So it probably comes as no surprise that living a good hour from the nearest hot yoga studio or massive health food grocery chain doesn't worry me in the slightest.
Actually, it feels like I can breathe again.
Our recent move - from an endless sea of Colorbond steel on the rapidly developing northern Gold Coast, to a rural ecovillage in the hills south of inland Kenilworth - has been a long time coming.
After spending my entire adult life in urban rentals, and the odd caravan or treehouse, I finally feel as though I can say:
I am home.
Food Equity & Social Justice
... or swap, barter or buy from my neighbours.
To me, this way of living feels like it facilitates the exchange of food and medicine for the people, with local, organic food costing the same or less than what it costs at the supermarket, and no middle men (or at least far fewer than I have grown accustomed to)...
No organic superstores required.
No begging real estate agents for months on end to install a tiny raised bed and "ruin" the aesthetically landscaped grass-covered yard.
No wondering if this wild weed I've just foraged has been sprayed by the council and is therefore not safe to eat.
Far less reliance (and eventually, my hope is zero reliance) on major supermarket chains that rack up unfathomable food miles.
I want everybody to experience living this way.
Community living. Less stuff. More food.
Food is a basic human necessity and I believe we should all have access to nutrient-dense, healthy, abundant food.
But we don't.
Access to food is influenced by social determinants of health: things like income, education, occupation and gender. Those things impact a person's dietary patterns, the foods they eat, and their nutrient intake, creating a direct impact on their health.
To illustrate my point: a white Australian born to parents with a university education in inner-city Sydney has far better access to fresh, nutrient-dense food than an Indigenous Australian born in Nhulunbuy in the Northern Territory. This partly explains for the 17 year gap in life expectancy between these two individuals, through no fault of their own.
There are huge discrepancies in the level of chronic disease among people from different social and economic circumstances, with those from low SES backgrounds more likely to experience poor health outcomes. Addressing these inequities is a matter of social justice.
This is why we need to shift away from solely focusing on individual risk factors to looking at wider population level determinants.
We need to move away from the "it's your fault you're unwell, just eat healthier" mentality I've seen in many a yogi (and even lecturers at naturopathy school! No!) to a bigger picture approach that asks, "what sets some folks up to reach their full human potential, and others not to?"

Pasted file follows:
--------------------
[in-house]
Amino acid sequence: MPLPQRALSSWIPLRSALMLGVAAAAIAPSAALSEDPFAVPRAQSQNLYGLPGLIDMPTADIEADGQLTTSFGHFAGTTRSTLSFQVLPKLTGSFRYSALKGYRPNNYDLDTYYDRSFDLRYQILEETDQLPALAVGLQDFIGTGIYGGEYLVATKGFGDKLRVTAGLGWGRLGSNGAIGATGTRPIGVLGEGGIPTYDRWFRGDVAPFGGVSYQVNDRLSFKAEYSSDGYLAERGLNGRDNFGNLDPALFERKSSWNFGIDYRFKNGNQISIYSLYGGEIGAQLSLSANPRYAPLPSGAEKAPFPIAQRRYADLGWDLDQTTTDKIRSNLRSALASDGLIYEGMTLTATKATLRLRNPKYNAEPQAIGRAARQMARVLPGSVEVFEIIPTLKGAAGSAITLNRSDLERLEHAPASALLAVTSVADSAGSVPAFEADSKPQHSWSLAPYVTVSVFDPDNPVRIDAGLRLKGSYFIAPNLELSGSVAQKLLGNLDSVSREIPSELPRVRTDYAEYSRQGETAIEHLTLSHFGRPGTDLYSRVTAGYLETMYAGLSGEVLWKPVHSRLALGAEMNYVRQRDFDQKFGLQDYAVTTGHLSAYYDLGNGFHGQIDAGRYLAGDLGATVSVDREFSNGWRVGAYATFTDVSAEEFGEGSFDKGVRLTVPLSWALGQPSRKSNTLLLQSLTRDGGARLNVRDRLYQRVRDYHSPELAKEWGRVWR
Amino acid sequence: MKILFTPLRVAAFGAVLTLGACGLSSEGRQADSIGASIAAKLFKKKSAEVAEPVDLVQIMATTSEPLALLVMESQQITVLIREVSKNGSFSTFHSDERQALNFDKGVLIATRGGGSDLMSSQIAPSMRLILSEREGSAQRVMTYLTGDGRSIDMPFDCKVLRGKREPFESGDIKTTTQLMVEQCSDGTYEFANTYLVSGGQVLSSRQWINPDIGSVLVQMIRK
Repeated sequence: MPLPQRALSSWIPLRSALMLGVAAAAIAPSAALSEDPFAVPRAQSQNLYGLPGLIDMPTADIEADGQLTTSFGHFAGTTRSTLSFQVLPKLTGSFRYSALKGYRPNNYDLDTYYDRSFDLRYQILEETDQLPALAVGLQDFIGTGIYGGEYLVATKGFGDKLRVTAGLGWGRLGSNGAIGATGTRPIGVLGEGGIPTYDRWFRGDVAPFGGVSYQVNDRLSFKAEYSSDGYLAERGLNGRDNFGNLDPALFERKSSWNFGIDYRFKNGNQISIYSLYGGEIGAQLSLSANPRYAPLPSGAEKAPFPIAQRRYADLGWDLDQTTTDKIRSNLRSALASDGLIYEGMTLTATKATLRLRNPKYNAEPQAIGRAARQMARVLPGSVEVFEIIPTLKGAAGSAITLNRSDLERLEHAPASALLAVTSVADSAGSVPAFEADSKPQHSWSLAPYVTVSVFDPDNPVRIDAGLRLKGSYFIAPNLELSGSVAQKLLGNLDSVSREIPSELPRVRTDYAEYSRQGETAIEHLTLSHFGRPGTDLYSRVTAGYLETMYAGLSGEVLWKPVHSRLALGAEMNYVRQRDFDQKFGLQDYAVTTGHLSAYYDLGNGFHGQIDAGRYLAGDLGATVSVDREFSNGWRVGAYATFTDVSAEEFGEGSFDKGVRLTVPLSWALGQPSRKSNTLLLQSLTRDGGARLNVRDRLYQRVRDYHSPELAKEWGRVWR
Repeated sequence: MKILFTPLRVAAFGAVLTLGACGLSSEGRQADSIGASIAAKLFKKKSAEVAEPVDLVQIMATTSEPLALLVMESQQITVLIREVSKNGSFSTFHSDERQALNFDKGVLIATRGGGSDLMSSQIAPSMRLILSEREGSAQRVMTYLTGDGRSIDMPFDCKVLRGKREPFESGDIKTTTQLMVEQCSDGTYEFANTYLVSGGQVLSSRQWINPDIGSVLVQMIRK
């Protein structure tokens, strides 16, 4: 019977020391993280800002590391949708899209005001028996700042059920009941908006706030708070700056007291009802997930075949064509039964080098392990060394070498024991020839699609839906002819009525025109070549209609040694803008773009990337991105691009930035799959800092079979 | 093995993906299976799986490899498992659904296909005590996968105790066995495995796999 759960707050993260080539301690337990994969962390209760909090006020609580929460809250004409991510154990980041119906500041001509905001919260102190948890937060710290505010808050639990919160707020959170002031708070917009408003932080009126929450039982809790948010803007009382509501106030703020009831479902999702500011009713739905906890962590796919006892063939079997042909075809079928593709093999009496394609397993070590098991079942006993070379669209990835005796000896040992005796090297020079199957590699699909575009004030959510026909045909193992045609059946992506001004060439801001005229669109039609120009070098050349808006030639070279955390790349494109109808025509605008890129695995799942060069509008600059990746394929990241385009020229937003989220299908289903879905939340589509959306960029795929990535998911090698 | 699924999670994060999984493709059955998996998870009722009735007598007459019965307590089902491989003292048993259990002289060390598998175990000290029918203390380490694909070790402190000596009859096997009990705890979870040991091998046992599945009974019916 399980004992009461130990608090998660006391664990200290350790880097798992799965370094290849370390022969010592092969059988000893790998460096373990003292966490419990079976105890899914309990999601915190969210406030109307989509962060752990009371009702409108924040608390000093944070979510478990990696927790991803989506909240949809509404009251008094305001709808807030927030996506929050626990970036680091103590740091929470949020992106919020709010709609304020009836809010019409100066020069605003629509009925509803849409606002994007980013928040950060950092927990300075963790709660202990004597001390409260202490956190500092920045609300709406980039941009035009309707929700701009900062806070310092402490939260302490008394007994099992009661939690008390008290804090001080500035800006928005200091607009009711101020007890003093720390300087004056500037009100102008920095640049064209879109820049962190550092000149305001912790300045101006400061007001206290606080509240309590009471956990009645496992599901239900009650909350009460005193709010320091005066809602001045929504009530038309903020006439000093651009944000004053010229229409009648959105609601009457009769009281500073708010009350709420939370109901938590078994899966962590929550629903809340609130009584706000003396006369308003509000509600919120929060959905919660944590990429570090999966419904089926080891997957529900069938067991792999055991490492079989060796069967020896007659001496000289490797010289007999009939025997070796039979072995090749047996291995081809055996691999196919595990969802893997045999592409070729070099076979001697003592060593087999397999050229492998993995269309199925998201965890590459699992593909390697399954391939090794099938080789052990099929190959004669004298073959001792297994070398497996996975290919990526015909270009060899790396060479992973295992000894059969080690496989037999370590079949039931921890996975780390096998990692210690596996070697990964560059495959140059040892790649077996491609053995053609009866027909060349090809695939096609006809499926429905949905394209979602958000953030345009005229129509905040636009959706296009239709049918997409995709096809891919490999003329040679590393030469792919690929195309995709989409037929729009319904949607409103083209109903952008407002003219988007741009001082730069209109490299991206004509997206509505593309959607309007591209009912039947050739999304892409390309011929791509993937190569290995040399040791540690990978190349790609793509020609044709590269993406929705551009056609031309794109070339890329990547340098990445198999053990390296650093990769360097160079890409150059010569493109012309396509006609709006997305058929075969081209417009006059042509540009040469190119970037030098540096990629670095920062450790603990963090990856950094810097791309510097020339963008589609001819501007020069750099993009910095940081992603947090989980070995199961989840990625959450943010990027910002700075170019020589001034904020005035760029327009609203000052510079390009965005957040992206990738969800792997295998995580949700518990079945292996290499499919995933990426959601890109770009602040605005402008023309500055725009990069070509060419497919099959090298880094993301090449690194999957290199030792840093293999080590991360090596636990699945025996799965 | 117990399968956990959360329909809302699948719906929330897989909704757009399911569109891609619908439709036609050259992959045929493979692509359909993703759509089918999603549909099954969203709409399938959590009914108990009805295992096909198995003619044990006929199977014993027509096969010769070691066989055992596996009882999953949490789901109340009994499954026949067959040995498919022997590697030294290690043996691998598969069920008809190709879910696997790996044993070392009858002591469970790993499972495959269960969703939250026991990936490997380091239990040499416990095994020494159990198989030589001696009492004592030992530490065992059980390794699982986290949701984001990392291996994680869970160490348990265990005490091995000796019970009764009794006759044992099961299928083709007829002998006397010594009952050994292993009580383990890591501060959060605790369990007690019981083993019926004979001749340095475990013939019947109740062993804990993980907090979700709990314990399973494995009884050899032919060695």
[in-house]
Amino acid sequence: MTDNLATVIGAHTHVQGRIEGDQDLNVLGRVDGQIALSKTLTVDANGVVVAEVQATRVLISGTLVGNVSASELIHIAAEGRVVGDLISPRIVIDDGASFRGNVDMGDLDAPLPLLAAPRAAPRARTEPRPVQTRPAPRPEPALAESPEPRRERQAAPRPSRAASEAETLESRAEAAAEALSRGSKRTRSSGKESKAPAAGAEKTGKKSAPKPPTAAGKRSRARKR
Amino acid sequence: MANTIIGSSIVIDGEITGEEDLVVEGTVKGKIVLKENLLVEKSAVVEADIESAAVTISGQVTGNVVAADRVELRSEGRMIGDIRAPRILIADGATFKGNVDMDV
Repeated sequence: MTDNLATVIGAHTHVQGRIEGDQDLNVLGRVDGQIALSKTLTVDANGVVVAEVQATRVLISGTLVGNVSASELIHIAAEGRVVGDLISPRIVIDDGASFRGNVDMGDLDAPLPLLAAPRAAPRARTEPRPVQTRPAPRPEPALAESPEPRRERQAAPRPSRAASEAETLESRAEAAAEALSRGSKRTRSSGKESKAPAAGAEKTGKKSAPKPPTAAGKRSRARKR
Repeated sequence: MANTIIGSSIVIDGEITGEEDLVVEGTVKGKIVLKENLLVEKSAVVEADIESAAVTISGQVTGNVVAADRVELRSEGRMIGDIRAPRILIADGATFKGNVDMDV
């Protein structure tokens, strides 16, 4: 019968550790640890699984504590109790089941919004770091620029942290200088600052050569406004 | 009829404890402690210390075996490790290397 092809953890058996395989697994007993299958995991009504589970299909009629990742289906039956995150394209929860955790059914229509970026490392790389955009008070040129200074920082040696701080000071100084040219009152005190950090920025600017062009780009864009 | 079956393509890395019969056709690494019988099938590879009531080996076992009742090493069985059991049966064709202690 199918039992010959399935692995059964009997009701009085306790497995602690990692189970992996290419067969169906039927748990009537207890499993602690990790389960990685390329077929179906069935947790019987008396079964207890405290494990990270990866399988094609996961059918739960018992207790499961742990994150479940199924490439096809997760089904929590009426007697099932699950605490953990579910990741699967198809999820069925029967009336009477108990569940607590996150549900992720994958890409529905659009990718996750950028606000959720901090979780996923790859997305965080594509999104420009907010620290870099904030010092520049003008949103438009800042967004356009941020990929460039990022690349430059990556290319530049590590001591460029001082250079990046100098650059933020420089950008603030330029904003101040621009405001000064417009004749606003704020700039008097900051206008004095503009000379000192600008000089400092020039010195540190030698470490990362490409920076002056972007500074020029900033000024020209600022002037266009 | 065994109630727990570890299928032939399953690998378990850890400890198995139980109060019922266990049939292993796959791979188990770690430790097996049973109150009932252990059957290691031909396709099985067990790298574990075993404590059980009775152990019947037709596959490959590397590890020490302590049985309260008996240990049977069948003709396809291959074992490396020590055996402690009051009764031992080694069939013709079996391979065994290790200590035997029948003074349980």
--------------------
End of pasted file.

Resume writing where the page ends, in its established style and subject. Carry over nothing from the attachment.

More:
Side note: This is another reason why the Health at Every Size (HAES) approach makes so much sense to me: among many other cool things, HAES acknowledges the impact of wider social determinants like socioeconomic status, weight stigmatisation and discrimination on an individual's health. This is why HAES points to policy change as one important measure in addressing health inequities.
Skill building is a tool that has been shown to bridge the gap in food equity between privileged and socially disadvantaged groups. Free or low cost education for people on how to grow, forage, cook and preserve food, and public policy supporting initiatives like community gardens in marginalised and lower SES communities, all help people to develop self-sufficiency skills which empower them to vastly improve their health and nutritional status.
Grow, Raise, Forage, Cook, Preserve
...without necessitating the social privilege often required to buy the equivalent high quality food or natural medicine in Australia.
The good news is that whether you're a newly arrived migrant from Burma or a middle class Aussie living in a high rise, it is possible to develop skills that will improve your access to high quality food and medicine.
My top 3 accessible food skills?
- Forage wild greens. Even a little knowledge on what foods are safe to eat can help bolster the nutritional density and variety of your diet. I wrote about a few basic wild edibles that are probably growing close to where you live (if you're in Australia), and how to find and eat them, here. You can find my recipe for a mind-blowing edible weed pesto here. You can also check your library for books on weed foraging and bush foods.
- Grow some food (even just a little). It can be done whether you are renting a shoebox, or living on your own acreage (I've done both). Save the seeds from your most delicious pumpkins, tomatoes etc, find some dirt and any old container, and go for it. Wherever I have dwelt - be it a haunted sharehouse as a broke uni student, a hippy caravan on someone's bush property, a suburban rental with nary a metre between adjacent houses, or currently on one acre in a permaculture ecovillage - I've always grown at least some greens, herbs or tomatoes in pots.
- Make your own superfoods. Sauerkraut, bone broth, kefir and herbal medicines need not be the domain of wealthy white yoga-pants donning unicorns who shop exclusively at Mrs Flannery's. Check out my recipe for coconut kefir here to get started making something that packs some serious gut-health enhancing magic for next to nothing.